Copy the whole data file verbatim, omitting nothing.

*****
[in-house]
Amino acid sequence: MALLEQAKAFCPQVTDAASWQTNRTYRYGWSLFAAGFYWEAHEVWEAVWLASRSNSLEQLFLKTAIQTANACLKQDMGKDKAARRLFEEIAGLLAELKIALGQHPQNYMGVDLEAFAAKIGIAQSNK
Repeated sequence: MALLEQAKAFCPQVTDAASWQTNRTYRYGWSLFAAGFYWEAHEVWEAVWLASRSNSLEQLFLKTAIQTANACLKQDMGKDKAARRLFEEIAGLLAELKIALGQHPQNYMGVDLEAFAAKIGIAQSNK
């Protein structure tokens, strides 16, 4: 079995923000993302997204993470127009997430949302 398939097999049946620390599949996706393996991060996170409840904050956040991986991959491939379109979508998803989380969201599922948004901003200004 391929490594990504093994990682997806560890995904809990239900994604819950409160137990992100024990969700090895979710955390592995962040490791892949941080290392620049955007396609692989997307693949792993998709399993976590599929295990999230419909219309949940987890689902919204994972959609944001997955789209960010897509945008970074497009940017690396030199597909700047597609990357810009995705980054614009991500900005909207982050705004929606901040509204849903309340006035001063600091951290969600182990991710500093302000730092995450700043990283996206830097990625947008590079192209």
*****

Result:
[in-house]
Amino acid sequence: MALLEQAKAFCPQVTDAASWQTNRTYRYGWSLFAAGFYWEAHEVWEAVWLASRSNSLEQLFLKTAIQTANACLKQDMGKDKAARRLFEEIAGLLAELKIALGQHPQNYMGVDLEAFAAKIGIAQSNK
Repeated sequence: MALLEQAKAFCPQVTDAASWQTNRTYRYGWSLFAAGFYWEAHEVWEAVWLASRSNSLEQLFLKTAIQTANACLKQDMGKDKAARRLFEEIAGLLAELKIALGQHPQNYMGVDLEAFAAKIGIAQSNK
């Protein structure tokens, strides 16, 4: 079995923000993302997204993470127009997430949302 398939097999049946620390599949996706393996991060996170409840904050956040991986991959491939379109979508998803989380969201599922948004901003200004 391929490594990504093994990682997806560890995904809990239900994604819950409160137990992100024990969700090895979710955390592995962040490791892949941080290392620049955007396609692989997307693949792993998709399993976590599929295990999230419909219309949940987890689902919204994972959609944001997955789209960010897509945008970074497009940017690396030199597909700047597609990357810009995705980054614009991500900005909207982050705004929606901040509204849903309340006035001063600091951290969600182990991710500093302000730092995450700043990283996206830097990625947008590079192209």